Will, if you would stand by for us since we do have this big news coming out of Taiwan where you are, thank you.
AVLON: Absolutely. And also joining us, CNN national security correspondent Kylie Atwood.
Kylie, huge news from Will and the CNN reporting team in Taiwan. Here's my question. I mean, just a few months ago, we saw a very senior delegation of U.S. senators, Republicans and Democrats including Senator Lindsey Graham, visit Taiwan. So it's not that this is an undiscovered journey. Why is this visit potentially creating such ripples with China?
KYLIE ATWOOD, CNN NATIONAL SECURITY CORRESPONDENT: Yes. Well, I think that's a good point. Because people will say, well, other senators have visited in recent months. This isn't as if this is a -- you know, a travel territory for U.S. government officials. But Pelosi is the highest ranking U.S. official who would visit it in 25 years. So you just have her stature which is significant.
And then the fact of her history. She has been incredibly supportive of democratic Taiwan, critical of China, and so China watches everything she says incredibly closely. And then you consider the timing of all this. China is heading into its party congress. Xi is going to be looking to secure a third presidential term. And so domestically, China needs to appear very strong right now. Xi needs to appear very strong right now.
And that is one of the things that concerns the Biden administration because they are fearful that any Chinese response would have to be seen as muscular, as robust, and that's where things could get dicey. That's where miscalculation comes into play potentially.
KEILAR: Because when China looks at this and Nancy Pelosi shows up in Taiwan, what are they worried that Taiwan is taking from this? What do they worry that it might embolden Taiwan to do here in the coming years?
ATWOOD: Right. So when you have Pelosi visiting and speaking with these high level Taiwanese officials, their concern is that it bolsters Taiwan's desire to become actually independent. Not to be this self-governing democracy, but to really be separate from China. That is exactly what China doesn't want.
And I think the thing that U.S. government officials are concerned about here is the fact that China has had a record number of fighter jets go into Taiwanese airspace in the last year. So they could do something like that. They could do something even as severe as trying to close down the airspace around Taiwan. That would be a dramatic escalation. But that's what they're concerned about. A dramatic escalation here that would force the U.S. and potentially Taiwan to then have to respond as well.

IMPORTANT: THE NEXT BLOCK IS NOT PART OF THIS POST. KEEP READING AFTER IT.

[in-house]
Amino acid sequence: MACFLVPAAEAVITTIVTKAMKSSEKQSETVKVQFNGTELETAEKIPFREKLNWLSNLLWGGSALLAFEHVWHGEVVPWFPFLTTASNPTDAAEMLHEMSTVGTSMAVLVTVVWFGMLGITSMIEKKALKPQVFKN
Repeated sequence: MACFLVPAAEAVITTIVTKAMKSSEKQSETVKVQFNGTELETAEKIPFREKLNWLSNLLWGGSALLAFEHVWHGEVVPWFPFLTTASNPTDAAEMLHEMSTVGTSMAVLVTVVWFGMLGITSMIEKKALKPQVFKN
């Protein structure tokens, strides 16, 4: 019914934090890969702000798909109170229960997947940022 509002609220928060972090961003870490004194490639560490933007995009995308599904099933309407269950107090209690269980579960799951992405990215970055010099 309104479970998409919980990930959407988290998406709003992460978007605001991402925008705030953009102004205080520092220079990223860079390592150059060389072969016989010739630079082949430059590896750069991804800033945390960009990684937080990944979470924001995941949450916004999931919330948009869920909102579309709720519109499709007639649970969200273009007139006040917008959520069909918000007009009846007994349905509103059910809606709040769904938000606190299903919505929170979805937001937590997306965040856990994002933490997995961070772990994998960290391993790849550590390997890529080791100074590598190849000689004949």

AVLON: And, Will, let's go back to you. I mean, you know, Xi has made it very clear that Taiwan is on his near term to-do list. The saber- rattling has increased. The timing of this is interesting as well with right ahead of that party congress that Kylie mentioned. A lot of the Chinese leadership going on vacation together, where a lot of the deals are done. What are the implications for the timing of this visit with regard to China?
RIPLEY: Well, look, Taiwan focuses its China foreign policy entirely on the personality of Xi Jinping. It is really one person that has so much power that you have to wonder how -- what he's going to think about a particular move. So will President Xi be so personally offended that the third in line to the presidency of the United States is on the ground in a place that he considers a province, a breakaway province in Chinese passports?
They list Taiwan as, you know, just like any other province, just like a territory like Hong Kong or Macau. It's right there. Taiwan has had its own government and military for more than 70 years. China and its communist rulers who've never actually controlled that island refuse to accept that. And Xi Jinping now commands a massive military with the largest nuclear arsenal that China has ever had.
And he perhaps feels even more embolden because of his partnership with Russia's Vladimir Putin. These authoritarian strongmen getting together, you know, supporting each other's agenda. So I think there's a growing concern about what China's plan is for Taiwan and when. But I will say this, ahead of the party congress, President Xi is vowing stability. And I don't think that he would be pushing for some sort of a military escalation at this time. But it doesn't mean that he wouldn't have a different point of view just a short while down the road.
AVLON: Big breaking news. Invaluable analysis. Kylie, Will, thank you very much. And we're going to ask the White House about this just ahead.
We've also got President Biden, however, testing positive for COVID again. So what are doctors saying about these so-called rebound cases?
KEILAR: In Kansas, the first state to put abortion on the ballot since Roe v. Wade was overturned. The vote could be close. We're going to break down the numbers.